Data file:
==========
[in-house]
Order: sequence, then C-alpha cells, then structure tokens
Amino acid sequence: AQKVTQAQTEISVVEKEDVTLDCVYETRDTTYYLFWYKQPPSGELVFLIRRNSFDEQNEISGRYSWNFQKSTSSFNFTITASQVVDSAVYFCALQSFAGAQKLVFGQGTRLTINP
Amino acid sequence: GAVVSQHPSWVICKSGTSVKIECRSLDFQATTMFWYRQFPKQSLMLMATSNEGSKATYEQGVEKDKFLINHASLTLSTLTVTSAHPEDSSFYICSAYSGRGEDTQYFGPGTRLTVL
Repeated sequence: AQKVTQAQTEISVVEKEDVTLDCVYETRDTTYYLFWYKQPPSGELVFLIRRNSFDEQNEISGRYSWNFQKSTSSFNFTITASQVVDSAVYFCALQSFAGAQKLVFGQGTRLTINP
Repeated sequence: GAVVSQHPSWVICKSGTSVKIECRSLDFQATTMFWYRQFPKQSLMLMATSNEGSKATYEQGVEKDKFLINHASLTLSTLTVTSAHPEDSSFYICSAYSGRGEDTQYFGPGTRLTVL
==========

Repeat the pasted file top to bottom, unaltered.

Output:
[in-house]
Order: sequence, then C-alpha cells, then structure tokens
Amino acid sequence: AQKVTQAQTEISVVEKEDVTLDCVYETRDTTYYLFWYKQPPSGELVFLIRRNSFDEQNEISGRYSWNFQKSTSSFNFTITASQVVDSAVYFCALQSFAGAQKLVFGQGTRLTINP
Amino acid sequence: GAVVSQHPSWVICKSGTSVKIECRSLDFQATTMFWYRQFPKQSLMLMATSNEGSKATYEQGVEKDKFLINHASLTLSTLTVTSAHPEDSSFYICSAYSGRGEDTQYFGPGTRLTVL
Repeated sequence: AQKVTQAQTEISVVEKEDVTLDCVYETRDTTYYLFWYKQPPSGELVFLIRRNSFDEQNEISGRYSWNFQKSTSSFNFTITASQVVDSAVYFCALQSFAGAQKLVFGQGTRLTINP
Repeated sequence: GAVVSQHPSWVICKSGTSVKIECRSLDFQATTMFWYRQFPKQSLMLMATSNEGSKATYEQGVEKDKFLINHASLTLSTLTVTSAHPEDSSFYICSAYSGRGEDTQYFGPGTRLTVL